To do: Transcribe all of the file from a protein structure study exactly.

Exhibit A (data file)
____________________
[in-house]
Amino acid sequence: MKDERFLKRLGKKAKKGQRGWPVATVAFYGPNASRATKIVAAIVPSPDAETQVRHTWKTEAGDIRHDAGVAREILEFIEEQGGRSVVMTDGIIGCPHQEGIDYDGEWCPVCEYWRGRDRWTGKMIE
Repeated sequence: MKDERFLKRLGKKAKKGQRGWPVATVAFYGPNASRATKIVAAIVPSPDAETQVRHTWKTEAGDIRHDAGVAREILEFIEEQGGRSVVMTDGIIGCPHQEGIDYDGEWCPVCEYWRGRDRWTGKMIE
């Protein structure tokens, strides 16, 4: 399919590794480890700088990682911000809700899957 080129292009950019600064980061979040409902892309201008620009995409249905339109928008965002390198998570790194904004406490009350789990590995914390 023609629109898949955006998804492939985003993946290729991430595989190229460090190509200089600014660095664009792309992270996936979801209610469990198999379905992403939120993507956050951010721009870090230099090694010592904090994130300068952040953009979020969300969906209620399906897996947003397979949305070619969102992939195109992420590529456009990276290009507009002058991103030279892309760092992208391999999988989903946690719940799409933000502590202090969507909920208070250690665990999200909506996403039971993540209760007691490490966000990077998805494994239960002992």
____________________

[in-house]
Amino acid sequence: MKDERFLKRLGKKAKKGQRGWPVATVAFYGPNASRATKIVAAIVPSPDAETQVRHTWKTEAGDIRHDAGVAREILEFIEEQGGRSVVMTDGIIGCPHQEGIDYDGEWCPVCEYWRGRDRWTGKMIE
Repeated sequence: MKDERFLKRLGKKAKKGQRGWPVATVAFYGPNASRATKIVAAIVPSPDAETQVRHTWKTEAGDIRHDAGVAREILEFIEEQGGRSVVMTDGIIGCPHQEGIDYDGEWCPVCEYWRGRDRWTGKMIE
């Protein structure tokens, strides 16, 4: 399919590794480890700088990682911000809700899957 080129292009950019600064980061979040409902892309201008620009995409249905339109928008965002390198998570790194904004406490009350789990590995914390 023609629109898949955006998804492939985003993946290729991430595989190229460090190509200089600014660095664009792309992270996936979801209610469990198999379905992403939120993507956050951010721009870090230099090694010592904090994130300068952040953009979020969300969906209620399906897996947003397979949305070619969102992939195109992420590529456009990276290009507009002058991103030279892309760092992208391999999988989903946690719940799409933000502590202090969507909920208070250690665990999200909506996403039971993540209760007691490490966000990077998805494994239960002992």